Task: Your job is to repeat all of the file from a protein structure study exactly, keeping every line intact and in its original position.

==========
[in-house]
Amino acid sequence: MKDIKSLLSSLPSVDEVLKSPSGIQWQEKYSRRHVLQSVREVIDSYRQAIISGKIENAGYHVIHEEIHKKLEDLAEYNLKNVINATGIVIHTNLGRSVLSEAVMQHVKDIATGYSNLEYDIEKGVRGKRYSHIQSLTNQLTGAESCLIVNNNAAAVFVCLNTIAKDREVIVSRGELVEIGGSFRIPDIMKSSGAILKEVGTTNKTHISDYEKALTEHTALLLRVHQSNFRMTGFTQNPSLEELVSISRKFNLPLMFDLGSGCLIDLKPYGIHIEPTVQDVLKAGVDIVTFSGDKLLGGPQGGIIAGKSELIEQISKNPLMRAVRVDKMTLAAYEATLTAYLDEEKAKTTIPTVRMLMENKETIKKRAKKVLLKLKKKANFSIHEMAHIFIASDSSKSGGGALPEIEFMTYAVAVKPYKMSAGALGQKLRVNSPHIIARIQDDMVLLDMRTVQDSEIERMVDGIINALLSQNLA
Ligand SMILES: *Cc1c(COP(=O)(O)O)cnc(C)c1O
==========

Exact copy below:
[in-house]
Amino acid sequence: MKDIKSLLSSLPSVDEVLKSPSGIQWQEKYSRRHVLQSVREVIDSYRQAIISGKIENAGYHVIHEEIHKKLEDLAEYNLKNVINATGIVIHTNLGRSVLSEAVMQHVKDIATGYSNLEYDIEKGVRGKRYSHIQSLTNQLTGAESCLIVNNNAAAVFVCLNTIAKDREVIVSRGELVEIGGSFRIPDIMKSSGAILKEVGTTNKTHISDYEKALTEHTALLLRVHQSNFRMTGFTQNPSLEELVSISRKFNLPLMFDLGSGCLIDLKPYGIHIEPTVQDVLKAGVDIVTFSGDKLLGGPQGGIIAGKSELIEQISKNPLMRAVRVDKMTLAAYEATLTAYLDEEKAKTTIPTVRMLMENKETIKKRAKKVLLKLKKKANFSIHEMAHIFIASDSSKSGGGALPEIEFMTYAVAVKPYKMSAGALGQKLRVNSPHIIARIQDDMVLLDMRTVQDSEIERMVDGIINALLSQNLA
Ligand SMILES: *Cc1c(COP(=O)(O)O)cnc(C)c1O